‘I’m a lumberjack
And I’m OK
I sleep all night and I work all day.‘
If this were only true! During my Beuys like reversion to being a forester I still suffered from insomnia, in spite of hard work all day, so I wasn’t quite OK.
‘I cut down trees
I eat my lunch
I go to the lavatry’
I did all of that, eating lunch in a skanky 4×4, axle deep in mud, stinking of sweat and diesel, covered in saw-dust – with an Alsatian breathing down my neck. Further aggrandised with cigarette smoke. Conversations, consisted mainly of expletives punctuated with the odd connective. The one about how ‘tomatoes used to taste of something’ was meaningful, as was the one about ‘Dozy Rosie’ from Devon and her two lovers. A woodsman once opened his lunch-box to find his ‘favourite girl’ had cut his sandwiches into miniatures (ie about 3cm square), just to piss him off. That kind of thing made lunch breaks entertaining.
Going to the lavatry was another matter. It depended on what sort of ballistics you wore. A few of us had the inevitable ‘shit on yer breeches’ incident when going Al Fresco. Long, fluorescent braces designed to hold up heavy protective trousers could get stooled on, changing their jolly appearance; you only knew about it afterwards. My best efforts were when I managed to shit in my holster (really takes some doing) without knowing it. Near turned my mind thinking someone had stolen my output.
John told a story about how he was squatting in some heathland when a little old lady came up a nearby path, walking her dog. She saw him and unaware of his demeanour, began chatting. After a bit of early morning pleasantry, John said ‘Er, scuse me love, but I’m trying to have a shit here’. Needless to say, the old dear was taken aback by his direct and unsubtle approach. But what else could he do?
‘I cut down trees
I skip and jump
I like to press wild flowers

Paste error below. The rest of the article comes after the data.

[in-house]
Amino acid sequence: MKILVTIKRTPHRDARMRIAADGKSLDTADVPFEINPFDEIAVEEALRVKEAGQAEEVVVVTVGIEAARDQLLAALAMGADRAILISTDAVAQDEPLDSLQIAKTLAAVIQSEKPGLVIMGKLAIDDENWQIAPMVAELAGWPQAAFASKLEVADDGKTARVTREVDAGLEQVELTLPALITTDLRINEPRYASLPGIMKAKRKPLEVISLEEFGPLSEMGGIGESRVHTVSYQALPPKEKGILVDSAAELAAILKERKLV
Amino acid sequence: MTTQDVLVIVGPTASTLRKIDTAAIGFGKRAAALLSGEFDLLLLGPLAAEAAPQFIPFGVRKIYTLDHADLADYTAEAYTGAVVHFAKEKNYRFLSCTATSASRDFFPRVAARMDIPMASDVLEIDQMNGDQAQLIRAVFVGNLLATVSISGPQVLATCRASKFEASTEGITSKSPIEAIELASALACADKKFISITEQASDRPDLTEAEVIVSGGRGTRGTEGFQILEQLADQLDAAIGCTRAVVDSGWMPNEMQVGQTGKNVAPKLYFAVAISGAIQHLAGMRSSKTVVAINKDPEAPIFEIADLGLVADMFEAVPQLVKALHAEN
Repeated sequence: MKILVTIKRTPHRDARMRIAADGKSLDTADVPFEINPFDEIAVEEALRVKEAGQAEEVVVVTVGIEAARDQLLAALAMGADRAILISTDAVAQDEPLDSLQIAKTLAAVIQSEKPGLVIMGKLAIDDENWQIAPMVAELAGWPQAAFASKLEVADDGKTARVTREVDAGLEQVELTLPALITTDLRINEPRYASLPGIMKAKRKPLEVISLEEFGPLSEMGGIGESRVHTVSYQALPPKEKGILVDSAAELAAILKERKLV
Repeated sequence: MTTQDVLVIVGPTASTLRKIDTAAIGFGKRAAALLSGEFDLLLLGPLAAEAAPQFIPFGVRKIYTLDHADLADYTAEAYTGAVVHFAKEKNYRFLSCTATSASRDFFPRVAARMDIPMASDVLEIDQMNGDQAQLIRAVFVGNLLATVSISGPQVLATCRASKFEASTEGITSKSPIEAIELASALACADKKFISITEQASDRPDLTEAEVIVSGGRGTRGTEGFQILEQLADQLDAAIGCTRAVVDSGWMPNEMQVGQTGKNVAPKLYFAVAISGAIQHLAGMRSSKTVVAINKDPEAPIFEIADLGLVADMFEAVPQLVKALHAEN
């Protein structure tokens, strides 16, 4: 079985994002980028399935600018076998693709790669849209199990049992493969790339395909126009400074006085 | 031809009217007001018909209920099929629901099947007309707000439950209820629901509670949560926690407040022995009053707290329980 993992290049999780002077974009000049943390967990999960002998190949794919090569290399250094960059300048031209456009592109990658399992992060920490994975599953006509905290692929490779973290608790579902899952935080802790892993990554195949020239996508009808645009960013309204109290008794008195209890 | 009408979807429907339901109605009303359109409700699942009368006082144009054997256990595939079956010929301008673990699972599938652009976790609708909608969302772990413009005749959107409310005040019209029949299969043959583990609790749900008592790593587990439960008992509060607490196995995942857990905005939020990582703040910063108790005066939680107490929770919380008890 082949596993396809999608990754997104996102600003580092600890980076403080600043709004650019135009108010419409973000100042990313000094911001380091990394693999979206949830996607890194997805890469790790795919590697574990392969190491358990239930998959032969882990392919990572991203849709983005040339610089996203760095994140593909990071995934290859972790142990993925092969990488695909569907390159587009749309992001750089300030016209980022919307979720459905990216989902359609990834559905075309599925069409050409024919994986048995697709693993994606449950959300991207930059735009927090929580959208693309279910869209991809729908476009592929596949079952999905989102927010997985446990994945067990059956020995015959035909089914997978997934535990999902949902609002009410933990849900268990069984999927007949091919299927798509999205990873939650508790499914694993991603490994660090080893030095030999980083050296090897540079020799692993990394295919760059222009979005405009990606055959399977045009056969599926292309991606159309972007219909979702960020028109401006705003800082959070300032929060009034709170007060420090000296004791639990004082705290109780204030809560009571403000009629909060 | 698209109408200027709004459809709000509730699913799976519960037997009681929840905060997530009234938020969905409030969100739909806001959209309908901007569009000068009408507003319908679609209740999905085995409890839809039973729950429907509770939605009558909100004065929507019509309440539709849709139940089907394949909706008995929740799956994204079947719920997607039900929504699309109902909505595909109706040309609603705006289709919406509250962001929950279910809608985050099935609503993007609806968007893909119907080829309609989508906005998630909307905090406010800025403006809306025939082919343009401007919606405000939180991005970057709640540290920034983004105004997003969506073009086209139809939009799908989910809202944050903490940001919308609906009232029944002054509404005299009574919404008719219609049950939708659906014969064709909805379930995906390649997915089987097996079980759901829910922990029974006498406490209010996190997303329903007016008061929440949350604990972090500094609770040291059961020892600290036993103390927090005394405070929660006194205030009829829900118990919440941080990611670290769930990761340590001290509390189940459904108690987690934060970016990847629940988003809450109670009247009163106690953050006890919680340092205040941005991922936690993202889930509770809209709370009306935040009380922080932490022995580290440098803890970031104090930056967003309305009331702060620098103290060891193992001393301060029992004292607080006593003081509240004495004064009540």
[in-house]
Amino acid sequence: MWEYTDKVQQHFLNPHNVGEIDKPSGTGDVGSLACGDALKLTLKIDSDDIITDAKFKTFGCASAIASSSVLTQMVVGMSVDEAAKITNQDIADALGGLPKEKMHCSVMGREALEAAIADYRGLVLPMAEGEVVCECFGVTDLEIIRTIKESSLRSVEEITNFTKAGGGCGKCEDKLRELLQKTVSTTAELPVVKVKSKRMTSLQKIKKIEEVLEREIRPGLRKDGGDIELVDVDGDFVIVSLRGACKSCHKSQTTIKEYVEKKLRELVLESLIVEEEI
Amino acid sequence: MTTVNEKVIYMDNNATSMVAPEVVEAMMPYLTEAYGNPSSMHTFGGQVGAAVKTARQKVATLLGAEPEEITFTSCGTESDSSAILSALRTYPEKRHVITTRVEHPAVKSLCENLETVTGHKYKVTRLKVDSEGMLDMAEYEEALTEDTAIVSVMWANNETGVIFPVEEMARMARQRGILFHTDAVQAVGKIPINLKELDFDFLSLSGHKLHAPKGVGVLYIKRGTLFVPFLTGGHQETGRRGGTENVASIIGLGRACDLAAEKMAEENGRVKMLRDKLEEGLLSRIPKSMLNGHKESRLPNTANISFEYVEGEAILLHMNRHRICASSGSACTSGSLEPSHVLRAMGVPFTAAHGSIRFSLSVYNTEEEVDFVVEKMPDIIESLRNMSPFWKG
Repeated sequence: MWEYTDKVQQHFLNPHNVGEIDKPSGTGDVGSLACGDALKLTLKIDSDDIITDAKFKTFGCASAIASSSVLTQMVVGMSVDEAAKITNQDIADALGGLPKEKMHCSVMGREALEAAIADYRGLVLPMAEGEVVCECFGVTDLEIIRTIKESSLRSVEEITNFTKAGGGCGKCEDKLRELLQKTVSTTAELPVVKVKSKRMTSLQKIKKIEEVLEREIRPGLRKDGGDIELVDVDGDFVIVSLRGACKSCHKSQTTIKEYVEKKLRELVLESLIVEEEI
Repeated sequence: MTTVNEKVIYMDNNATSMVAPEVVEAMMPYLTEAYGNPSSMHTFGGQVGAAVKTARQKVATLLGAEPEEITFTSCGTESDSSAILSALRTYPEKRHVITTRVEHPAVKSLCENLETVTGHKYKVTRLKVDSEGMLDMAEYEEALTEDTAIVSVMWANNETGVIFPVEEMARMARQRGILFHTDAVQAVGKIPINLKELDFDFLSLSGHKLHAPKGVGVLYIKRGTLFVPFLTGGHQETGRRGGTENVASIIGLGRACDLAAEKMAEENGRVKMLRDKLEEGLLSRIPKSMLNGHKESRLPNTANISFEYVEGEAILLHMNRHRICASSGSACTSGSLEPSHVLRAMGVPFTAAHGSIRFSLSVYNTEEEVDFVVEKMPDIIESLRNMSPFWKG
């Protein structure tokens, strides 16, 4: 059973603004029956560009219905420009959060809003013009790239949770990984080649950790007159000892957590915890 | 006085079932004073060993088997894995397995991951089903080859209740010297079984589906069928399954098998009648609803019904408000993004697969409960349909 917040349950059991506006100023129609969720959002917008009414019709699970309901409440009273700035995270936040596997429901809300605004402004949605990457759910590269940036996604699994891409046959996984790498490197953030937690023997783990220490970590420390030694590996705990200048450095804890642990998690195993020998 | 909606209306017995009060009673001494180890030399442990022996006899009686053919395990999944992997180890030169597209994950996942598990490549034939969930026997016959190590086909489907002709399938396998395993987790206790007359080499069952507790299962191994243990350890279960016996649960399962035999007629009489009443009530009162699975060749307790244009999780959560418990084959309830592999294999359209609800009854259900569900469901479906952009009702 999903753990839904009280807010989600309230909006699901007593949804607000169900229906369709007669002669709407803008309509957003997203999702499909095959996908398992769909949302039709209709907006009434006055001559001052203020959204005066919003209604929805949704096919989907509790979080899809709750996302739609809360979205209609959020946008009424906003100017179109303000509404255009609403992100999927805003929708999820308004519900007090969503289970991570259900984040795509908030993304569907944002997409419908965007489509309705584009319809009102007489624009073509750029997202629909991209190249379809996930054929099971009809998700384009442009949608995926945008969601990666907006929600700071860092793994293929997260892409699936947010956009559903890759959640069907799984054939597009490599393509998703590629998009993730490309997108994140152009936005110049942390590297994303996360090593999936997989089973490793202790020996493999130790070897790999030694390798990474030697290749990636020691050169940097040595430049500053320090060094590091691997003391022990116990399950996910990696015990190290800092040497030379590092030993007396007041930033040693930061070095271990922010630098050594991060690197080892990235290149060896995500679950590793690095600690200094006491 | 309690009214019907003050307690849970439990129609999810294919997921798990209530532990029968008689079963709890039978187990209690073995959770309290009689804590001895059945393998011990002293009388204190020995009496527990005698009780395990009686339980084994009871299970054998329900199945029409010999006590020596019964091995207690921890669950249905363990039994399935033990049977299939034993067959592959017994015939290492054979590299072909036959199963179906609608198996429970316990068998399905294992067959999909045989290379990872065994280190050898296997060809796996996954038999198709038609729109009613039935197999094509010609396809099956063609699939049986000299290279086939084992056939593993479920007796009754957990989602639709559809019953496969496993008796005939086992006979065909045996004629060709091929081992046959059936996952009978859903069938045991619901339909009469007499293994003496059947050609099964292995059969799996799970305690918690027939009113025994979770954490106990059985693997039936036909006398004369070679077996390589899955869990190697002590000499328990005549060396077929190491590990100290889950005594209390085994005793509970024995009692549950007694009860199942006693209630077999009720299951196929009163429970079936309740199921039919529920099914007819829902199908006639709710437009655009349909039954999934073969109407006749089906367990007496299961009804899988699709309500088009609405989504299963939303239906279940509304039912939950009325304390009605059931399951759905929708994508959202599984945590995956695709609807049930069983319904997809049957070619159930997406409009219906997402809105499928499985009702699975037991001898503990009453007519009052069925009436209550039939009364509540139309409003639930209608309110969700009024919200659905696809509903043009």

I put on women’s’ clothing and hang around in bars‘
Skipping and jumping? A bit difficult in all that protective gear, but tripping over sticks was a regular event. Watching a fellow woodsman take his revenge on a stick could be amusing. It was quite normal to see a grown man with a chainsaw, slice the offending stick into little pieces, whilst swearing at it gratuitously. The stick would ‘never do that again’, but the next one would!
Pressing wild flowers? I did some Art between all that lumberjacking. I made various woodland constructions and carved trees with my Stihl chainsaw. More macho than Michael Palin’s creative frippery.
By then, I’d quit putting on women’s clothing. Having tried my mother’s apparel when I was a lad (yes Grayson Perry, everyone does it), I concluded ‘this is fucking stupid’ and continued wearing trousers and boots instead of suspendies, a bra and high heels. As for hanging round in bars, we did plenty of that. Just being our normal selves, drinking beer. And I don’t ‘wish I’d been a girly just like my dear papa‘!
One loggers lunch-break encompassed the topic of ‘wimmin’ in the tree trade. There had been sightings of a girly up trees and we were thinking what it would be like to have a woman alongside us, how we’d have to clip our natter. Then Big Fat Mike said: ‘Huh! She’s just fucking posing! You’d never see a woman out on the National Grid, in the pouring rain, up to her knees in mud and cow-shit, cutting forn (Crataegus monogyna) all day, would you?’